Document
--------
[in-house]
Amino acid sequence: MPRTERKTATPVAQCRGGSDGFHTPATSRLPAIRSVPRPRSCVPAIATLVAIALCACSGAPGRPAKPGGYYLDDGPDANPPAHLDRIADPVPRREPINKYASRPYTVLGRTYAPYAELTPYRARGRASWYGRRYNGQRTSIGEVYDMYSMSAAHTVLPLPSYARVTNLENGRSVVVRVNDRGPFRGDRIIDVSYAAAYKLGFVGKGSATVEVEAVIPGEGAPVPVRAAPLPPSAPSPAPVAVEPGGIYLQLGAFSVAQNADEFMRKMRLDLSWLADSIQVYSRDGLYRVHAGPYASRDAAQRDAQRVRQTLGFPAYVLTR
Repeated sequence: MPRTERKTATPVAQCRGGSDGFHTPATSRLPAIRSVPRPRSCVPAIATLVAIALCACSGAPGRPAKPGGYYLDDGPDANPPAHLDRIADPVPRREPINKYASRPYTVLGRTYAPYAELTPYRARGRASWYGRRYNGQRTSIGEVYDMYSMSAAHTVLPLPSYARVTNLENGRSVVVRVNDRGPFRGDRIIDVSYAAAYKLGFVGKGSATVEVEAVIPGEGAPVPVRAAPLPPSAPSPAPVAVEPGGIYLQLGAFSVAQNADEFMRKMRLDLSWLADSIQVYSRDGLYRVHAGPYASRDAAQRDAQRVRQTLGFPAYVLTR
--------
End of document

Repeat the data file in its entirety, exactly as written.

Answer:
[in-house]
Amino acid sequence: MPRTERKTATPVAQCRGGSDGFHTPATSRLPAIRSVPRPRSCVPAIATLVAIALCACSGAPGRPAKPGGYYLDDGPDANPPAHLDRIADPVPRREPINKYASRPYTVLGRTYAPYAELTPYRARGRASWYGRRYNGQRTSIGEVYDMYSMSAAHTVLPLPSYARVTNLENGRSVVVRVNDRGPFRGDRIIDVSYAAAYKLGFVGKGSATVEVEAVIPGEGAPVPVRAAPLPPSAPSPAPVAVEPGGIYLQLGAFSVAQNADEFMRKMRLDLSWLADSIQVYSRDGLYRVHAGPYASRDAAQRDAQRVRQTLGFPAYVLTR
Repeated sequence: MPRTERKTATPVAQCRGGSDGFHTPATSRLPAIRSVPRPRSCVPAIATLVAIALCACSGAPGRPAKPGGYYLDDGPDANPPAHLDRIADPVPRREPINKYASRPYTVLGRTYAPYAELTPYRARGRASWYGRRYNGQRTSIGEVYDMYSMSAAHTVLPLPSYARVTNLENGRSVVVRVNDRGPFRGDRIIDVSYAAAYKLGFVGKGSATVEVEAVIPGEGAPVPVRAAPLPPSAPSPAPVAVEPGGIYLQLGAFSVAQNADEFMRKMRLDLSWLADSIQVYSRDGLYRVHAGPYASRDAAQRDAQRVRQTLGFPAYVLTR